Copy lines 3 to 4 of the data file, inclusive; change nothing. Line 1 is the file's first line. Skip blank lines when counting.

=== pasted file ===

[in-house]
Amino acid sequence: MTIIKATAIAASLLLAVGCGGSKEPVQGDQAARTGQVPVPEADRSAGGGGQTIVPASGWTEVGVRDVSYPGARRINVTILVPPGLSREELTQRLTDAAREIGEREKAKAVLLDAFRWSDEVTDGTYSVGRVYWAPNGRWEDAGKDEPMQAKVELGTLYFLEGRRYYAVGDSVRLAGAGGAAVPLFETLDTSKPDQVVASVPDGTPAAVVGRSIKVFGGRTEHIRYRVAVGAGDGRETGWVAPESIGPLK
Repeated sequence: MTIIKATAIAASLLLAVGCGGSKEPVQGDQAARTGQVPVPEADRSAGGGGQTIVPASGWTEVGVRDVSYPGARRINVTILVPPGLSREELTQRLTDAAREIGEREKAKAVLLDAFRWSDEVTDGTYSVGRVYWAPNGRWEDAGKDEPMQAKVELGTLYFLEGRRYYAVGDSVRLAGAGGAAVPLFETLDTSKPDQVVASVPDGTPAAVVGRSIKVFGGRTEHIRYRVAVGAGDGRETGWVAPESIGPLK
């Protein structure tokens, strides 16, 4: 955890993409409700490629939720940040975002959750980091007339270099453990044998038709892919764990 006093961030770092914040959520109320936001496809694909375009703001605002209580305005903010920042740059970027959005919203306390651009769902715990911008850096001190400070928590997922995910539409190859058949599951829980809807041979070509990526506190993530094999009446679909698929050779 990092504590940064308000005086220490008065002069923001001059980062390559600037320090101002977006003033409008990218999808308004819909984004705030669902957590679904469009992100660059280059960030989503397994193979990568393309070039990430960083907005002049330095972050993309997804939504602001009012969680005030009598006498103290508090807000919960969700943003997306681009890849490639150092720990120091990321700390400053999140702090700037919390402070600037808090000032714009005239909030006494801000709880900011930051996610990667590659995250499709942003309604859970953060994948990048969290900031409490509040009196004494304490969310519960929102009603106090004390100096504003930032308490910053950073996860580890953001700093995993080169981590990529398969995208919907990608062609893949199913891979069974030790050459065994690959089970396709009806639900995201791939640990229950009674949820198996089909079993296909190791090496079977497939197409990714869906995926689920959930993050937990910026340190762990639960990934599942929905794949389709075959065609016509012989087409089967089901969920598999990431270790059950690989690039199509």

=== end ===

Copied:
Repeated sequence: MTIIKATAIAASLLLAVGCGGSKEPVQGDQAARTGQVPVPEADRSAGGGGQTIVPASGWTEVGVRDVSYPGARRINVTILVPPGLSREELTQRLTDAAREIGEREKAKAVLLDAFRWSDEVTDGTYSVGRVYWAPNGRWEDAGKDEPMQAKVELGTLYFLEGRRYYAVGDSVRLAGAGGAAVPLFETLDTSKPDQVVASVPDGTPAAVVGRSIKVFGGRTEHIRYRVAVGAGDGRETGWVAPESIGPLK
């Protein structure tokens, strides 16, 4: 955890993409409700490629939720940040975002959750980091007339270099453990044998038709892919764990 006093961030770092914040959520109320936001496809694909375009703001605002209580305005903010920042740059970027959005919203306390651009769902715990911008850096001190400070928590997922995910539409190859058949599951829980809807041979070509990526506190993530094999009446679909698929050779 990092504590940064308000005086220490008065002069923001001059980062390559600037320090101002977006003033409008990218999808308004819909984004705030669902957590679904469009992100660059280059960030989503397994193979990568393309070039990430960083907005002049330095972050993309997804939504602001009012969680005030009598006498103290508090807000919960969700943003997306681009890849490639150092720990120091990321700390400053999140702090700037919390402070600037808090000032714009005239909030006494801000709880900011930051996610990667590659995250499709942003309604859970953060994948990048969290900031409490509040009196004494304490969310519960929102009603106090004390100096504003930032308490910053950073996860580890953001700093995993080169981590990529398969995208919907990608062609893949199913891979069974030790050459065994690959089970396709009806639900995201791939640990229950009674949820198996089909079993296909190791090496079977497939197409990714869906995926689920959930993050937990910026340190762990639960990934599942929905794949389709075959065609016509012989087409089967089901969920598999990431270790059950690989690039199509």